By Pini Jason
RECENTLY, a national newspaper quoted Raph Uwazurike as threatening that the Movement for the Actualization of Sovereign State of Biafra, MASSOB, may join forces with Boko Haram! And I say why not? Better still, why not Biko Haram which in Igbo could be translated to mean “Please Leave Me”? Biko Haram could insist that they do not want English or Christian names! If the Federal Government negotiates with Boko Haram, it could also negotiate with Biko Haram! If amnesty, monetary compensations and overseas trainings eventually come to Boko Haram, Uwazurike’s Biko Haram could also fall in line for same.
Didn’t we know that when we let it seem like violence is the surest means to get the attention of the Federal Government we were ordaining what former Prime Minister of Britain, Tony Blair, after the July 7, 2005 bombings in London Underground and buses, called “the glorification of terrorism”? Speaking to Daily Independent newspaper of Monday June 27, 2011, human rights activist, Shehu Sani blamed the rise of regional insurgency on Federal Government’s policy of trying to please every group that takes up arms against the government.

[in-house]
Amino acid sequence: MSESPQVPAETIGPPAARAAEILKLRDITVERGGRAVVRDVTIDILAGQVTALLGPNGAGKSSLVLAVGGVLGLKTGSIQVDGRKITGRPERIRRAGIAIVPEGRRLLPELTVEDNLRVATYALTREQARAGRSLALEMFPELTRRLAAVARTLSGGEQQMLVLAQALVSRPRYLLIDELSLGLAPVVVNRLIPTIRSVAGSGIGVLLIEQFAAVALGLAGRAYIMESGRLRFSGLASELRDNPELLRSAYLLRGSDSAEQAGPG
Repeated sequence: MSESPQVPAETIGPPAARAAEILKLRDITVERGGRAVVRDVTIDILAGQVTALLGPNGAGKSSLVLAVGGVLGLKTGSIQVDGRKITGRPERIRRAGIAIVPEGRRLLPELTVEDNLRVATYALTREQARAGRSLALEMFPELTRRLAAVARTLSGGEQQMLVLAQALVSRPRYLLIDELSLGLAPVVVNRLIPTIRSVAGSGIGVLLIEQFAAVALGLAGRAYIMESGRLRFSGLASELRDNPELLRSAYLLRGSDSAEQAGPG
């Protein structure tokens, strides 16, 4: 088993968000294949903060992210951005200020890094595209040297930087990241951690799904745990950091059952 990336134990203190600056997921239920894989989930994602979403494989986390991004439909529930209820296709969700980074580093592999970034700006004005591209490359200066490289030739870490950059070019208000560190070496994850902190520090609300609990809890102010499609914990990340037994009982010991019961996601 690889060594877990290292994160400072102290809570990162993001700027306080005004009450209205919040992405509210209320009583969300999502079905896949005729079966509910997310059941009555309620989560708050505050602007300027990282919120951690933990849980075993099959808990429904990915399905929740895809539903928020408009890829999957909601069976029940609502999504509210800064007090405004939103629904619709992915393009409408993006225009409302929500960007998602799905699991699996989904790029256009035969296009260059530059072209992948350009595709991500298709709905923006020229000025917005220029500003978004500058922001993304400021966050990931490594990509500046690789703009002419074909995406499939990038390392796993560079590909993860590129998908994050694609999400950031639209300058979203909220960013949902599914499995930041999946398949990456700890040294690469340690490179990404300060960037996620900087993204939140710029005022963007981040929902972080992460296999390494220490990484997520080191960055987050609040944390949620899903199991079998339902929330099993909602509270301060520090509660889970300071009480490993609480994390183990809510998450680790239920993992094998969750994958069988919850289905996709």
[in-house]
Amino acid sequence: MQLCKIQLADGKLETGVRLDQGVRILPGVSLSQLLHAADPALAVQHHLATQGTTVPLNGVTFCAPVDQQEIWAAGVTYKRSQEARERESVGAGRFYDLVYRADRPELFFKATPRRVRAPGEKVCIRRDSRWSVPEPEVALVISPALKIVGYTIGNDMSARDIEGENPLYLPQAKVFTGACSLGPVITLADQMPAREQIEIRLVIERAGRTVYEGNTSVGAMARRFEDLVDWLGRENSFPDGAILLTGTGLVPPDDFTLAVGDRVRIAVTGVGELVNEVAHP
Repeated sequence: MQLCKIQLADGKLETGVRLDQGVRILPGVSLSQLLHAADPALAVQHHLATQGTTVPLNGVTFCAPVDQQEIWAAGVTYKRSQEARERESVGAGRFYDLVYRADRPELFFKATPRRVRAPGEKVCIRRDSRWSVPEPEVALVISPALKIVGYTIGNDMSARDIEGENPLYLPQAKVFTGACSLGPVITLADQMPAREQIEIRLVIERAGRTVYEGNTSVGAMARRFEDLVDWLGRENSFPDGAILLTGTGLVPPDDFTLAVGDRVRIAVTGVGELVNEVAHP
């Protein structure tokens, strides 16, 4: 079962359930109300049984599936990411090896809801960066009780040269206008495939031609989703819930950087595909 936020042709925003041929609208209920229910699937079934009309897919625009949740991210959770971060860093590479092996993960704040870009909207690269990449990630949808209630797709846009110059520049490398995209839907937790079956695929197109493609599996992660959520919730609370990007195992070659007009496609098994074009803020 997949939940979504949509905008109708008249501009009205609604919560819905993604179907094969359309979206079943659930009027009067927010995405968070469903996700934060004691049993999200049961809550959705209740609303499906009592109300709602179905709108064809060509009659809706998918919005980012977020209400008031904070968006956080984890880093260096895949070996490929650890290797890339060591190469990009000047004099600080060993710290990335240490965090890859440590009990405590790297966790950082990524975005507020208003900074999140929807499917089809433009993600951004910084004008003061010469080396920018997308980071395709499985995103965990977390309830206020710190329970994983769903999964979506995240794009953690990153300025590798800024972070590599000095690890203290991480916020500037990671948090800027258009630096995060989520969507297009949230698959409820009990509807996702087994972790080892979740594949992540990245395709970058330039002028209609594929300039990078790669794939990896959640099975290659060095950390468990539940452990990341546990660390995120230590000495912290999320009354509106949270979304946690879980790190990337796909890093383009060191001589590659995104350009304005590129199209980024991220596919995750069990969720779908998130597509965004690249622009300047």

In the heat of the Niger Delta violence, Governor Ikedi Ohakim understood the security needs of Imo as a state with common borders with the Niger Delta, apart from politically-motivated violent crimes and kidnappings in the state. He set up the highly successful “Operation Festival”, an anti-crime outfit which became a template for other states. He deployed extra effort and resources into calming the restive Niger Delta youths in Imo’s Ohaji/Egbema and Oguta local governments.